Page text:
This is working well for me. Combined with a massive extension cord, this gives me the flexibility to power what I need, where I need it.

Circles to Rectangles - Tortilla Wraps

Sometimes, algebra and geometry apply to food.

The problem I wanted to solve was how to make a wrap with a single large (10") flour tortilla. Being a perfectionist, I wanted a rectangular tortilla so that the amount of bread was reasonably even through the length of the wrap. With a round tortilla, the ends don't quite enclose the food while the center becomes rather chewy with all the tortilla layers. Knowing that moistening a tortilla and pressing it together will make it adhere, I decided to figure out how to cut a circular tortilla, rearrange the pieces, and wind up with a rectangular tortilla. The strategy I chose was to cut pieces to create corners which could fill the vacant corners.


But where should I make the cuts in the tortilla?

From the diagram, we can describe a few constraints on the lengths and angles.

  1. a + b = r
  2. r * sin(o) = b
  3. r * cos(o) + a = r

Solving the last equation for a yields a = r - r * cos(o). Substituting that and the second equation into the first equation gives r - r * cos(o) + r * sin(o) = r.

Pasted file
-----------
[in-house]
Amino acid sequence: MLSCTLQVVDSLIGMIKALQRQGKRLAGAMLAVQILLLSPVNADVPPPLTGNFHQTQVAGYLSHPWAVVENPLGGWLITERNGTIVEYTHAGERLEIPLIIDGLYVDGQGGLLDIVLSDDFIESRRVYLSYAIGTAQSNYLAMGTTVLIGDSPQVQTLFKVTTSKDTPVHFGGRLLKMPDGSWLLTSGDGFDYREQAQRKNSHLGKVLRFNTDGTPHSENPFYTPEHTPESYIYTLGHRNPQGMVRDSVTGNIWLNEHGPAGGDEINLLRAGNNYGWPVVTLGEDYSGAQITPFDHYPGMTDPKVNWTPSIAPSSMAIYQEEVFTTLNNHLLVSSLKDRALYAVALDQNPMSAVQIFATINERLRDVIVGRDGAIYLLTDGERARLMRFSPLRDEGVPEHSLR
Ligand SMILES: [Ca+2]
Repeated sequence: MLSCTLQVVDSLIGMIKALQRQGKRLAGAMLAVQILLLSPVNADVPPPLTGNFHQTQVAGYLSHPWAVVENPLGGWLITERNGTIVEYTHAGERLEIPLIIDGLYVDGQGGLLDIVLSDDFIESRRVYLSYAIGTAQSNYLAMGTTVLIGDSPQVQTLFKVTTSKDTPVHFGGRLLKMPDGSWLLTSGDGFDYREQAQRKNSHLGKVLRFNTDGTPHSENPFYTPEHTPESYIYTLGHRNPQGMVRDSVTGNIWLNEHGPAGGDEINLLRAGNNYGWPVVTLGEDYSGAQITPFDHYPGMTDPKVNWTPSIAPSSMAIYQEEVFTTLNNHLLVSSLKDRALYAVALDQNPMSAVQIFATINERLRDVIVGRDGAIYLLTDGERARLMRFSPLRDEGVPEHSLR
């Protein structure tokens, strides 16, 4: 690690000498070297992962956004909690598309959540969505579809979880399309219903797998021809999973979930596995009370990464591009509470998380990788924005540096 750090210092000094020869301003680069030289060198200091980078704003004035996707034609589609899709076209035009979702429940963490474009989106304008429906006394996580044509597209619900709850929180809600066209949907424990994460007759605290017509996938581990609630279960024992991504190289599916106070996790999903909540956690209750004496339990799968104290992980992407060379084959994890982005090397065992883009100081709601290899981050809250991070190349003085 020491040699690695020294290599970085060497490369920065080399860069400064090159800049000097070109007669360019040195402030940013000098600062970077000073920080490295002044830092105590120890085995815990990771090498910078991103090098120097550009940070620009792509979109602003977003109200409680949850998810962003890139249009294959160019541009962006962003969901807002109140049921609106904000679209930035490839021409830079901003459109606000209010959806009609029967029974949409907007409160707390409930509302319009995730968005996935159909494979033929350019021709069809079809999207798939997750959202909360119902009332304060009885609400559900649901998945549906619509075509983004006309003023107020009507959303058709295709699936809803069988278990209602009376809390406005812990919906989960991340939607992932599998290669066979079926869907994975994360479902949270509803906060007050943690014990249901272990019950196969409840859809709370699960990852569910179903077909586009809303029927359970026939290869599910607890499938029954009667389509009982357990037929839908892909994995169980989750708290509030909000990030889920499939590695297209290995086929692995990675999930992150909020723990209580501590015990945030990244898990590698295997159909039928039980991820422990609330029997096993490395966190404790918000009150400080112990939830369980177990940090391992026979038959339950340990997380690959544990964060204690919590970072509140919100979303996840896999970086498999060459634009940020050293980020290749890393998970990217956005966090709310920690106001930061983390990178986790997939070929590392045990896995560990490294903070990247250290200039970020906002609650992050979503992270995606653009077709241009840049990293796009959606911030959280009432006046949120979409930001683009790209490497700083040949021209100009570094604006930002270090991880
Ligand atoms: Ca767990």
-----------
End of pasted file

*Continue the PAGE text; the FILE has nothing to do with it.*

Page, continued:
r - r * cos(o) + r * sin(o) = r
-r * cos(o) + r * sin(o) = 0
-cos(o) + sin(o) = 0
sin(o) = cos(o)

And for the sine and cosine to be equal, o must be 45 degrees.

Now that we know the angle, we can apply this pattern to a tortilla by eye-balling where we would cut the tortilla if we were to turn it into quarters. Once we have the points around the edge of the tortilla, we can cut opposite chords, then cut those parts into symmetric halves.

wrap-01.jpg wrap-02.jpg wrap-03.jpg wrap-04.jpg wrap-05.jpg

Now that the pieces are arranged, wet them and press them into place with the heel of your hand.


And now we have a rectangular tortilla. Time to add the meat (evenly!)

wrap-07.jpg wrap-08.jpg

and veggies

wrap-09.jpg wrap-10.jpg

and cheese


and dressing


and a dash of fresh ground red and black pepper.


Wet the upper portion of the tortilla


and firmly roll the wrap.


Cut it in half so it can fit in a sandwich bag.


These taste pretty good, if I do say so myself.


And that's how you apply geometry and algebra to get food fit for a perfectionist!